I know that it brought him joy because joy is most realized when you share it with someone else. He shared it with me, and it overflowed.

 

I remember staying outside of Chiang Rai together, in a little town called Mae Sai on the Thai-Myanmar border, at the Wangthong hotel. My dad laughed his ass off at that name. That’s got to be a god-becomes-man, moment - completely losing it because of a hotel named “Wangthong.” Haha. I found it on the internet. It looks a lot more resort-ish now than it did thirteen years ago, but it’s there.

 

We rented a motorcycle and drove around to find a small motorboat we could take out into the Golden Triangle on the Mekong River, where you can touch Thailand, Burma and Laos all at once. The next night, we visited a a monastery considered to be the high point of northern Thailand. It was an accidental find, but it was beautiful. City lights in both Thailand and Myanmar sparkling in the distance. There were fires everywhere on the mountain in Burma. Not campfires… more like huge, controlled burns, lighting up the night.

 

I found this journal excerpt from a few days earlier:

 

“I’m in Beijing… Dad and I went to the Great Wall. Oh boy, you (whoever “you” is) should’ve seen me smile. I was a giddy little boy again. Just an innocent, giddy little boy not sure about anything, but excited about everything. Like the feeling you remember having when you’re young, but continues to dwindle as you get older - and now it’s a special occasion when you feel it at all. Like when you’d wake on Christmas morning with that feeling of excitement welling up in your chest so fast that it’s like it’s all you can do to not scream with joy and wake up everyone in the house - which you do, anyway. Or maybe you never went to sleep at all and you wake up your parents at four in the morning and scream and giggle and hurry them awake.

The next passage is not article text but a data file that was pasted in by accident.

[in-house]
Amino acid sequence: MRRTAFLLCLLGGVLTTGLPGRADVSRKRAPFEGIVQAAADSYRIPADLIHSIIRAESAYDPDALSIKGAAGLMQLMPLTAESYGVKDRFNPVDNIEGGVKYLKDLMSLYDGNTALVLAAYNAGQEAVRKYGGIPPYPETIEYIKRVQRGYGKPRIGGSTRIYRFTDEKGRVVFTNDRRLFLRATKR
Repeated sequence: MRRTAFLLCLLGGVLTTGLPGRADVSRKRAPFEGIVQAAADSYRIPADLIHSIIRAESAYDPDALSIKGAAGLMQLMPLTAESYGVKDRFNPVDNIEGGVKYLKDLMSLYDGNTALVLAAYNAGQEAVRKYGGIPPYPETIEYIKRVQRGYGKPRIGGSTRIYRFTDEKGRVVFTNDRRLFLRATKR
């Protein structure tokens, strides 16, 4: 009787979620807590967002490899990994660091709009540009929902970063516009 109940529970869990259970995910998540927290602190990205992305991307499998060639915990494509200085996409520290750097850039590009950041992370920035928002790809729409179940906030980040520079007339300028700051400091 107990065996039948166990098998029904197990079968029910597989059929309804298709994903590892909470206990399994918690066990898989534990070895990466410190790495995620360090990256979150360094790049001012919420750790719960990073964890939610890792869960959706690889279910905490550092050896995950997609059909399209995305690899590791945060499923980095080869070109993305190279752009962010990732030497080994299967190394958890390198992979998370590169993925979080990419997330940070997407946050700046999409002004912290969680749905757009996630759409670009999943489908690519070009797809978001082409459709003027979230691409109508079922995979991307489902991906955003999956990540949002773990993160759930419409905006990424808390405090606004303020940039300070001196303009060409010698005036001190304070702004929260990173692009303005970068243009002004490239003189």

It was like that. It was amazing. What a memory. And what a cool experience for me to have with my dad – that’s just so bitchin.”

 

Bahahaha. I love that I described the Great Wall of China as “bitchin.” I probably just heard my dad say it a bunch of times and adopted it as my own. 

 

I love that he introduced me to that kind of wonder, too. What a gift.

 

I don’t dread Father’s Day the way that I used to. I wasn’t sure how I was going to be able to handle it after my dad passed away. The anticipation was worse than the actual stamp on the calendar, but loss isn’t choosy about the days it decides to sting. I know that days like today are beautiful for some and devastating for others.

 

This morning, I’ve been texting a few friends who are experiencing this day, absent the man it is dedicated to, for the first time.

 

My heart aches for them, knowing that however much their proverbial god had begun to transform into a man, they will always have to wonder what it might have been like if he’d made it a little bit further down the mountain.